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Samples taken from Lake Erie have shown traces of the toxic algae that led to the shutdown of the water system in Toledo and southeast Michigan last summer. But the algae has not appeared in what consumers drink.
That water does not pose a health risk, according to a post on the city of Toledo’s website.
“Microcystin has been detected in the intake crib 3 miles out on Lake Erie, but not in drinking water,” the post reads. “Our water is safe to drink.”
For the full article, see Jim Lynch, "Toxic Lake Erie algae spotted but drinking water safe", Detroit News, July 28, 2015.
The history of the zebra mussel invasion reads like the victory march of a conquering power: The United Kingdom fell in the 1820s. Sweden fell in the 1920s. Canada and the United States followed in the 1980s.
Over the past 200 years, the invasive pests have spread through Europe and North America virtually unchecked; disrupting native ecosystems, damaging harbors and power plants, clogging pipes, propellers, water intakes and clustering on anything in their path.
But invasive species experts are expressing cautious optimism these days over the potential to fight back with a new Michigan-made aquatic pesticide, which targets zebra mussels and their equally unwelcome cousin, the quagga mussel, with a high mortality rate while leaving other organisms alive and unharmed.
The product is called Zequanox, a biopesticide developed by Marrone Bio Innovations, a publicly traded California biotech firm that manufactures the mussel-killer in an 18,000-square-foot plant in Van Buren County.
For the full article, see Garret Ellison, "Michigan-made pesticide Zequanox adds muscle to war on zebra mussels", MLive, July 28, 2015.
The state says it stocked Michigan waterways with more than 20 million fish this spring.
The Department of Natural Resources says more than 325 tons of fish went into the water at 732 stocking sites.
Ed Eisch, DNR fish production manager, says in a statement that it was "another outstanding spring stocking season that will bring significant benefits and fishing opportunities to Michigan." The number and type of fish stocked vary by hatchery.
Fish are reared anywhere from a month to 1½ years before they are released. Some of the Chinook salmon and steelhead from the hatcheries are transferred to net pens for the final few weeks before they are released to get them acclimated.
Details about stocking by each hatchery are posted on the state's website.
For the full article, see "Mich. stocked waterways with more than 20 million fish", Detroit Free Press, July 27, 2015.
The U.S. Environmental Protection Agency, fresh from a U.S. Supreme Court defeat at the hands of Michigan over air pollution rules, again finds itself in the legal cross-hairs — this time, one of the state’s local governments.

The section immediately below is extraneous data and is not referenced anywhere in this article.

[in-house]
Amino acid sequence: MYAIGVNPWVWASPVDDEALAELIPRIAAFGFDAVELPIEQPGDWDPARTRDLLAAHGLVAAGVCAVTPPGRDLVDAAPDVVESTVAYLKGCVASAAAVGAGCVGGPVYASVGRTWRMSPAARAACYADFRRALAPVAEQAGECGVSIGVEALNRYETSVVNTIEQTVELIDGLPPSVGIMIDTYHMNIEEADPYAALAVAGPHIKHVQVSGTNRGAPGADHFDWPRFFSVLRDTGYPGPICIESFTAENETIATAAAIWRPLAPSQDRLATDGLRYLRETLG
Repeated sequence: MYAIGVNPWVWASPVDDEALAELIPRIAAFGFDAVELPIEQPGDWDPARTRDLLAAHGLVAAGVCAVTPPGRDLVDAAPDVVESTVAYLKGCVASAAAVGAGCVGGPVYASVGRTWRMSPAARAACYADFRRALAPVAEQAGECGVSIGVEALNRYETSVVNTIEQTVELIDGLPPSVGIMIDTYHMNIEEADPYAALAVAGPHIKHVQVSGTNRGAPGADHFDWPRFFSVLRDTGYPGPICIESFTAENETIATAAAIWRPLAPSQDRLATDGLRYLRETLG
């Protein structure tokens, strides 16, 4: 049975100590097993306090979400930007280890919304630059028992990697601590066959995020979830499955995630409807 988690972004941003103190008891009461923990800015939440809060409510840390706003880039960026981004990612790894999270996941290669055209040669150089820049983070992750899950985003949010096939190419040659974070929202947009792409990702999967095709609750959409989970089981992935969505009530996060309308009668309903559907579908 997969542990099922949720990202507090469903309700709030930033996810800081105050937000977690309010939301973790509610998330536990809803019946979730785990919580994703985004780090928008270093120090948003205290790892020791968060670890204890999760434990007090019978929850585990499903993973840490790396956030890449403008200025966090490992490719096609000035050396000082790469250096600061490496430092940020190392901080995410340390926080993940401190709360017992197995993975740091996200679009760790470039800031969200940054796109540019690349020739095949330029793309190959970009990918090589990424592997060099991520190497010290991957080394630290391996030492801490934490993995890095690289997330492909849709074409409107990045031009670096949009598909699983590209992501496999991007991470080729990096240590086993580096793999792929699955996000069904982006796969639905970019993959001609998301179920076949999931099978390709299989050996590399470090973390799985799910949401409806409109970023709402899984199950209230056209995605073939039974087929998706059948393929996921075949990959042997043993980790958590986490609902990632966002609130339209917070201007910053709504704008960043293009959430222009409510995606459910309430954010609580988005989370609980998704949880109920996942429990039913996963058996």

Marquette County’s Road Commission has filed a lawsuit against the federal agency for stopping plans for a new road through four Upper Peninsula townships. The road project has stalled indefinitely after the EPA declined to approve them over environmental concerns.
It’s an issue local officials find frustrating. Some see it as the latest example in the area’s long history of being told what to do by outsiders.
For the full article, see Jim Lynch, "Lawsuit keeps U.P. mine controversy alive", Detroit News, July 24, 2015.
Think about this: There may be no more important resource in America than the Great Lakes. They hold 84 percent of all the fresh water in North America, and are crucial for fishing, boating and transportation.
Nobody doubts that a major oil spill could be beyond devastating, perhaps the greatest environmental disaster in history. But every day, 540,000 barrels of oil and liquefied natural gas are pumped through a pipeline at the bottom of the Straits of Mackinac, between Michigan’s two peninsulas. That pipeline is four and a half miles long.
And it is old. It has been there since 1953. To put that in perspective, oil had already been pumping through that pipeline for eight years the day President Obama was born.
What’s more, we really have no idea what the condition is of the pipeline, known as Line 5. Enbridge Energy Partners, the Canadian-based firm that owns the pipeline, does inspect it, and says the pipeline is safe. But it won’t release their reports on its condition to the press or to the general public.
Even the State of Michigan was able to get only a small amount of data from Enbridge. Earlier this month, a Michigan Petroleum Pipeline Task Force released a giant report on pipeline safety that complained about this.
“While Enbridge has listed the numbers and types of pipeline inspections that it or its contractors have performed, it has not fully disclosed the actual results of most of the inspections or the limitations of the test methods used.”
That, the report noted, makes it hard to assess the company’s claim that everything is just fine. And given Enbridge’s track record, there is ample reason to worry.
Exactly five years ago on July 25, 2010, another Enbridge pipeline in the Kalamazoo River near Marshall, MI ruptured, sending more than a million gallons of heavy crude oil into the water. The company was slow to respond, and for a time, thinking there was an obstruction in the pipe, actually increased the pressure, sending even more crude into the river.
The result was a disaster that took four years and cost more than $1 billion to clean up. A 35-mile-section of the river was closed to recreational activities for two years.
Even now, there are still environmental issues replaced to the spill. Deborah Hersman, who at the time was chair of the National Transportation Safety Board, was harshly critical of Enbridge’s “Keystone Kops” handling of the disaster.
For the full article, see Jack Lessenberry, "Catastrophic Consequences", Dome, July 24, 2015.
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